possessive adjective


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Related to possessive adjective: possessive pronoun, Demonstrative adjective

possessive adjective

n.
A pronominal adjective expressing possession.
References in periodicals archive ?
From the analysed substantives, every single noun derives its possessive adjective.
That same possessive adjective is repeated at each subsequent station, where new arrivals on the train are welcomed to "their" 0855 train, taking precedence over the buffet ("no trolley service in Standard Class due to staff shortages") and even over apologies for the lateness of the service (rarely, in truth, on recent journeys).
The possessive here works like an adjective and is sometimes called a possessive adjective or a determiner.
Stating that Euzal avoided using hateful discourse against any person or community, Alptemocin said that Euzal tried not to use the possessive adjective "my" and preferred to use "our" while speaking because he thought that the country belongs to everybody living in it, not to a particular community, party or religion.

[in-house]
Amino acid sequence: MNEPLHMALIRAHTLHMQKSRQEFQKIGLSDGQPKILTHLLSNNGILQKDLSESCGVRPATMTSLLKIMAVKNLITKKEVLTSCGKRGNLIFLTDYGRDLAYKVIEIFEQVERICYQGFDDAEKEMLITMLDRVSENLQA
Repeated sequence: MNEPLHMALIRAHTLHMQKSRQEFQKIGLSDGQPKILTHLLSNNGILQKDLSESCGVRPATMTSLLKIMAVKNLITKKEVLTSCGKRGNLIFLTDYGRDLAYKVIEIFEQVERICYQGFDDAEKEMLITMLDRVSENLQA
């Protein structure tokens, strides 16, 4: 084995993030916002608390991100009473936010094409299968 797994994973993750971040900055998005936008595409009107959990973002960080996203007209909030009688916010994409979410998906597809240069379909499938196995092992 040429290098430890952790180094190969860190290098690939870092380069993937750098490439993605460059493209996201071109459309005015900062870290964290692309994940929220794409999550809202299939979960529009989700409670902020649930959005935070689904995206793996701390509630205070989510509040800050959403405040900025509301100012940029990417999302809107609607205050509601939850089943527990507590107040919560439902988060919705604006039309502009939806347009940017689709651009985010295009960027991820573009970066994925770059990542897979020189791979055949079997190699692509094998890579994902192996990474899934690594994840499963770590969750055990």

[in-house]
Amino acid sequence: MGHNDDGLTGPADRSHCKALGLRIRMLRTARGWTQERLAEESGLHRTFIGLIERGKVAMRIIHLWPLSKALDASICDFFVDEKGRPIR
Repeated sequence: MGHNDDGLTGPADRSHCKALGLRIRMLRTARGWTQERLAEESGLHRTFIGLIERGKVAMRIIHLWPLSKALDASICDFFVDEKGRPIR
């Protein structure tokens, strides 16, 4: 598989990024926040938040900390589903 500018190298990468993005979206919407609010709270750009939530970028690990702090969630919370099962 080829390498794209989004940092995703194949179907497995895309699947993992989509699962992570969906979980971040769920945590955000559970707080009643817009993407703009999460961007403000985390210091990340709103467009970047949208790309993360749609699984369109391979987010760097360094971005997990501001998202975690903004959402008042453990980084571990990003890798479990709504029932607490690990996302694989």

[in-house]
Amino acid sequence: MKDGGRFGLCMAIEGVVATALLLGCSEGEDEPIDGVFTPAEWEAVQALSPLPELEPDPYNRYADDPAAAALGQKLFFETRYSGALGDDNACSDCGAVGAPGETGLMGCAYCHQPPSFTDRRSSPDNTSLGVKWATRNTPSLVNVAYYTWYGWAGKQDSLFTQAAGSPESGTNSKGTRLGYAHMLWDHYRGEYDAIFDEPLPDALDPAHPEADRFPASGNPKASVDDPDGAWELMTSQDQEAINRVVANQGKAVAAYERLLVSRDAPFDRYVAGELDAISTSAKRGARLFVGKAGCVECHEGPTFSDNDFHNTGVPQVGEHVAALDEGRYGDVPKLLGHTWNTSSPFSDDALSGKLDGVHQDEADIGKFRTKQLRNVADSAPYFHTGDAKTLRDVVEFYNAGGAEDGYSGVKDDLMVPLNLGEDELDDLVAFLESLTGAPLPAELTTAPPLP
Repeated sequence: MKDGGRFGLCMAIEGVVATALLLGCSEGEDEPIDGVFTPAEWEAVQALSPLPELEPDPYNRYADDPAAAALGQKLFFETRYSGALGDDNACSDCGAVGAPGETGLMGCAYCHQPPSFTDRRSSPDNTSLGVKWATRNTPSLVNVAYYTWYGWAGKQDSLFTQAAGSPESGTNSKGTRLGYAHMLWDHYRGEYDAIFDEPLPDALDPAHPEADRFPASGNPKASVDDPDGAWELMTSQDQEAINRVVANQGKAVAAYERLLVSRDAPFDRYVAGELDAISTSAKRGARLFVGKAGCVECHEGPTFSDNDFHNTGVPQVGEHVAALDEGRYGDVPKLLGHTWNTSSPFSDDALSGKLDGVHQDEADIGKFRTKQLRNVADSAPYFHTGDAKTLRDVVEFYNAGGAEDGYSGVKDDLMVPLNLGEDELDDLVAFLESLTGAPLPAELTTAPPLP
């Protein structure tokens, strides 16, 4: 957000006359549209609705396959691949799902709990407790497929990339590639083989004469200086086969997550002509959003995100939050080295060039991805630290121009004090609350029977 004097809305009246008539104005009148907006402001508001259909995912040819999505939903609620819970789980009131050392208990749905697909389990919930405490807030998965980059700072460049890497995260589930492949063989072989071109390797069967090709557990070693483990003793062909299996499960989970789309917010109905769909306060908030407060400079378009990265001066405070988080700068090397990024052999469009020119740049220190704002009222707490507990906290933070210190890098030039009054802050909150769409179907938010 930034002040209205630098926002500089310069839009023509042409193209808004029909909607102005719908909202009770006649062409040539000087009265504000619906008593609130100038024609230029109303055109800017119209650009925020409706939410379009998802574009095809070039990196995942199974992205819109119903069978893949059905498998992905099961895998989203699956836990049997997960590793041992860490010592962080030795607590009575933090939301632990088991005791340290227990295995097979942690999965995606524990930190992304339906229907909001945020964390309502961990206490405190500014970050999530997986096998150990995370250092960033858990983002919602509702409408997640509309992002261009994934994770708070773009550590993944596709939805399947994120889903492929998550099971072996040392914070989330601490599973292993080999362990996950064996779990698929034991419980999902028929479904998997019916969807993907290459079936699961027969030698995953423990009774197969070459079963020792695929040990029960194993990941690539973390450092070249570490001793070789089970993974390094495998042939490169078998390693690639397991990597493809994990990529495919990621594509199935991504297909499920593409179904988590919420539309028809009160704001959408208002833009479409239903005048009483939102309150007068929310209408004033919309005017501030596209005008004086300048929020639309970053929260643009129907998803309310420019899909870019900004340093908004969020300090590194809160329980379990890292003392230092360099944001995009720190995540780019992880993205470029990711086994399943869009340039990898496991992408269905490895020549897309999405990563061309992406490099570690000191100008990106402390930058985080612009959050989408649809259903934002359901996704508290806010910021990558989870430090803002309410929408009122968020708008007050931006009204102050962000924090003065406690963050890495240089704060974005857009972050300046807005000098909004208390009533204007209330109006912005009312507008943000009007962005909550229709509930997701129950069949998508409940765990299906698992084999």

Coining a few simple gender-neutral pronouns would eliminate the need to use two pronouns or possessive adjectives in the alternative--her or she, him or her, his or hers, and his or her--when one pronoun or possessive adjective should suffice as a referent to either a female or male noun or owner.
Vocatives may in turn be strengthened with the addition of the possessive adjective my and (on occasion) of a qualifying adjective.
Inverse binding (extension of the binding domain) appears to be possible in (5) featuring an anaphor occurring as a complement of a noun (historie o sobie 'stories about -self') but not in (15) in which the anaphor takes the form of a possessive adjective (swoje siostry 'her own sisters').
cases of direct reader address in English (the pronoun you used as subject and non-subject, the possessive adjective your, and imperatives) and their translation into Spanish and Catalan;
It cannot be anything other than a possessive adjective, surely?
4/5 There shall be no systematic substitution of the masculine pronoun or possessive adjective to refer to God, in correspondence to the original text.
and of the reflexive possessive adjective (meus, tuus, suus, etc.